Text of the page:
I understand during a recession some vacancies can attract hundreds of applicants and employers may not have the time to respond to all. But with most applications being sent and received electronically anyway, how much time can it actually take to copy and paste email addresses and send out template letters if only by way of thanking candidates for the the time they have put into the application?

If job ads are an invitation to apply, then applicants are “guests” responding to that invitation, not unwanted gatecrashers. Would you be so rude as to blank out guests to an event you were hosting, even if you did not personally like them?

“Simples”…
Rejection letters do not require time-consuming, elaborate language. Candidates need to know only two things:

  1. That they were not successful in their application.
  2. If possible, the reason for the rejection.

“We  have had applications from other candidates with more relevant skills and experience/who were better suited to the role” is a good diplomatic way out, as it stresses the fact that the candidate didn’t ‘fail’; they were simply ‘not suitable’ for that particular position.

The noblest letters conclude by inviting the unsuccessful candidate to apply again in future for any openings they may have. Despite being the bearer of bad news, such a letter leaves you feeling positive about yourself. Who wouldn’t feel flattered being invited to try again in future?

The candidate may eventually forget what you said, but he/she will never forget how you made them feel. If you come across them again in business or social circles – and that is a real possibility – they are far more likely to return your kindness. Remember: the Internet and social media have reduced the six degrees of separation into three or four.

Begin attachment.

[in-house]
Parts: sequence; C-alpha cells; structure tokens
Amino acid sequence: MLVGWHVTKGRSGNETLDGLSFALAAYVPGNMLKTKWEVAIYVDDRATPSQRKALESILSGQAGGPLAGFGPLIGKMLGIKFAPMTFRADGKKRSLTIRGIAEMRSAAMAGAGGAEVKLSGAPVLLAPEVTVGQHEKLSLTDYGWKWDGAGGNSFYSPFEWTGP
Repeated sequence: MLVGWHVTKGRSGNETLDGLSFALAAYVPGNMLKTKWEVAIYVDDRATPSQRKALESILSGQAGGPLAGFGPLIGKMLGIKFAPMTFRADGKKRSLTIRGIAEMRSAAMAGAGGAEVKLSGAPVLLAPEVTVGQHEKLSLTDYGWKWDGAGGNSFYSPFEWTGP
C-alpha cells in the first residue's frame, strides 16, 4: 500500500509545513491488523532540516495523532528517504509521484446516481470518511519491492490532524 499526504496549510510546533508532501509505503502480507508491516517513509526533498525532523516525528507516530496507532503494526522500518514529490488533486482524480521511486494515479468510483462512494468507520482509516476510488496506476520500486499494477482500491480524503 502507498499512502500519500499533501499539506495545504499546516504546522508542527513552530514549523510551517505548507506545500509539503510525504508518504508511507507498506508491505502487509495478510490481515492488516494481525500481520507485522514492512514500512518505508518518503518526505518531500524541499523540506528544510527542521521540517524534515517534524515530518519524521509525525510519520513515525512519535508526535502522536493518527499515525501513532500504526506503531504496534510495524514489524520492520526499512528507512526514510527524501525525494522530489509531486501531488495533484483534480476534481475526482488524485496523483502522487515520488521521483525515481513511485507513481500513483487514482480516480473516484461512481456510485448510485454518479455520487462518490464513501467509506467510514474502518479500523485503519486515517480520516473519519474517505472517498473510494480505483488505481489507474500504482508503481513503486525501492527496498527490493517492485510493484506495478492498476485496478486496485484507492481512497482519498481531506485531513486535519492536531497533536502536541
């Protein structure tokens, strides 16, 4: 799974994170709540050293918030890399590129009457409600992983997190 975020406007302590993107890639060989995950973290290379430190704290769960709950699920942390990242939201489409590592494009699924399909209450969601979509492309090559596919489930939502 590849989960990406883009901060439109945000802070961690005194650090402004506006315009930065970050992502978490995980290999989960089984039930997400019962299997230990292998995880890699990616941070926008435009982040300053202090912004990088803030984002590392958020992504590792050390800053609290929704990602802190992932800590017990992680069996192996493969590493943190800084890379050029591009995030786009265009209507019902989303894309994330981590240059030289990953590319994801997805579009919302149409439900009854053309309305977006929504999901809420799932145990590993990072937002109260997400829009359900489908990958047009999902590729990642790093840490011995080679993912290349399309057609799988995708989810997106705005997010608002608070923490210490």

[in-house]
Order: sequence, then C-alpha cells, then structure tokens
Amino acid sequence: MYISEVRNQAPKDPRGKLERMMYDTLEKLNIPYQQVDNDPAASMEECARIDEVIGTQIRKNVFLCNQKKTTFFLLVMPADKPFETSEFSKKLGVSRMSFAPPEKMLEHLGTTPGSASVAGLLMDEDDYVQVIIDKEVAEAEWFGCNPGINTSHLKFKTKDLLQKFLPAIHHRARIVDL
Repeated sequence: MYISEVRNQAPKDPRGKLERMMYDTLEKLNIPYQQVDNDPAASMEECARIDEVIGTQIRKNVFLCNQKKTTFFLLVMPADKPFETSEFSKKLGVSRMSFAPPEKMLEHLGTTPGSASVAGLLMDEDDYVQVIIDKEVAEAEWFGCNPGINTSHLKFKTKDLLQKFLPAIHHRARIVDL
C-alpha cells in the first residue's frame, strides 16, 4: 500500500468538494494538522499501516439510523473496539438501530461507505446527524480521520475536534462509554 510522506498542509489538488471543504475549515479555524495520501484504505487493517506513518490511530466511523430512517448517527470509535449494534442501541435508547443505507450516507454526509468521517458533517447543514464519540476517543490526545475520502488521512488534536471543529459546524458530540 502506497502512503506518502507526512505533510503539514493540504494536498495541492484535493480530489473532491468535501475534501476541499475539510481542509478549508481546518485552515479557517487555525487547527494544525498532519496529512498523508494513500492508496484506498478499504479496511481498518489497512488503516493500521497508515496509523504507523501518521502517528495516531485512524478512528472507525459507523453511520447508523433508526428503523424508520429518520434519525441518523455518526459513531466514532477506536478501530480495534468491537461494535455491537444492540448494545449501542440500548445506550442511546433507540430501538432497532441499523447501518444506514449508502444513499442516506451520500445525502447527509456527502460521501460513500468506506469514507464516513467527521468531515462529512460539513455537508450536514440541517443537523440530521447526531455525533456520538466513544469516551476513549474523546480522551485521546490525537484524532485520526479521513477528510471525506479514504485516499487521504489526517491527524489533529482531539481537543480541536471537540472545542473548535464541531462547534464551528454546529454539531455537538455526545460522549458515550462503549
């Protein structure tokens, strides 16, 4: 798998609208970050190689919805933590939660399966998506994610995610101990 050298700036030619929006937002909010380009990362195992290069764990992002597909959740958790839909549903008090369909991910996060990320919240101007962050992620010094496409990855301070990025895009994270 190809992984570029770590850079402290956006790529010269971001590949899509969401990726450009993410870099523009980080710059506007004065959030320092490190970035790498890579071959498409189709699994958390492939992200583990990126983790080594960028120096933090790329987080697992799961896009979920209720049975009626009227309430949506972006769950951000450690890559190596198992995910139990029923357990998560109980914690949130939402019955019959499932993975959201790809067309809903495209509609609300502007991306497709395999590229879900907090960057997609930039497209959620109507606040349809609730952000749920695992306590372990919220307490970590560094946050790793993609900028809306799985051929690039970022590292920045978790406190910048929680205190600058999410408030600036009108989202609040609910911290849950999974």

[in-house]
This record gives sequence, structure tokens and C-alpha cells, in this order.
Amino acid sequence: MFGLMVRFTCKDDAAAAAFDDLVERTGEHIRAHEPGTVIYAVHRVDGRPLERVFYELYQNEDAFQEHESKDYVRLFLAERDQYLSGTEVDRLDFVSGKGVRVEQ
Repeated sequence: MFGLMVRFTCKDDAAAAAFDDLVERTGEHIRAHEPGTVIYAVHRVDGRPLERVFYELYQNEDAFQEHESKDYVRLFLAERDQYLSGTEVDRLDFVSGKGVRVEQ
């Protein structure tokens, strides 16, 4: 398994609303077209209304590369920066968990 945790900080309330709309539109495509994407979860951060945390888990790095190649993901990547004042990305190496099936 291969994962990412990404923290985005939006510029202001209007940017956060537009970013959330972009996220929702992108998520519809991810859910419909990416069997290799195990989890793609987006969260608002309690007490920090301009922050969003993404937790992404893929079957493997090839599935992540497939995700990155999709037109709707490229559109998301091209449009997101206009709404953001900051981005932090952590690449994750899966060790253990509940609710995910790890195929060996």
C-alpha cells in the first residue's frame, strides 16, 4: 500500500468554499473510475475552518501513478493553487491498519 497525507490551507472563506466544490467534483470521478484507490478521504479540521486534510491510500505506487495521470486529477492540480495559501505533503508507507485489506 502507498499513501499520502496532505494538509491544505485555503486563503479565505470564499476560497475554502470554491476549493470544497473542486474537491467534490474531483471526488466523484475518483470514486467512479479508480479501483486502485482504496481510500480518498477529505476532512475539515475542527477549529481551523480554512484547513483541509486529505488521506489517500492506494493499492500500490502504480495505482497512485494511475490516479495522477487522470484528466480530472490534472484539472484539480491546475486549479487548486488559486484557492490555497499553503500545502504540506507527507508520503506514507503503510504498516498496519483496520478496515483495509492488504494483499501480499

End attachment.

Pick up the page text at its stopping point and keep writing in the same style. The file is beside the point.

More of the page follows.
Winner
One of the most touching rejection letters I have ever received was from a major trade publisher in North London. I had been called for an interview as a result of sending them a speculative letter, but did not get shortlisted for a second round.  Their message was so thoughtfully worded, it made me think they must be a wonderful company to work for.

“Dear [my name], Thank you for attending the interview for the position of xxx and apologies for not coming back to you sooner.

Unfortunately, on this occasion I am sorry to inform you that we will not be inviting you back for a second interview. If you would like feedback on your application or interview, please let me know and I will follow this up for you.

I hope that you will not be discouraged by this news and I hope you will consider applying for a position at [company name] again in the future. Please continue to check our website for details of all our current vacancies.  Kind regards, [HR officer’s name]”

Communication
While many jobs list “good interpersonal skills” and/or “excellent customer care” under required skills, very few employers actually seem to display those qualities themselves.

Just as in polite society people will make a judgement based on one’s social skills, the way an employer treats jobseekers interested in working for them can change their brand perception for better or for worse. Information sharing through virtual walls, microblogging sites, private messaging and blogs has never been easier. Poor (as well as great) reputation can travel fast…

Businesses need to understand good communication is not just about talking to customers. It is about keeping all communication channels open and fluid; and that includes knowing when and how to reject jobseekers gracefully.

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10 must-have items for your interview day (ladies’ version)

Interview days can often feel as they’re ruled by Sod’s Law. Just because you are nervous and desperate to avoid delays and unnecessary waste of time and energy, the universe seems to be conspiring to slow you down and test your nerves.

I nearly missed my train en route to an interview this week because I misread the platform number as 15, instead of 5, and had literally three minutes to run back to the correct platform on pin heels, carrying a large handbag and a laptop case. I never prayed nor sweated…nor swore to myself so intensively in my entire life… As the commercial says, “Should have gone to Specsavers….”

Dozens of things can go wrong between the moment you step out of the house until you arrive at the interview. On a day when you want to look as professional and tidy as possible, you need to be as prepared as you can for all eventualities.

I thought I would share below my list of 10 practical things I always carry with me for interviews, which have helped me keep my respectability despite mishaps along the way. Please feel free to add your own suggestions. This one is a lady’s version, but if enough male readers leave their tips, I will create a new list and update.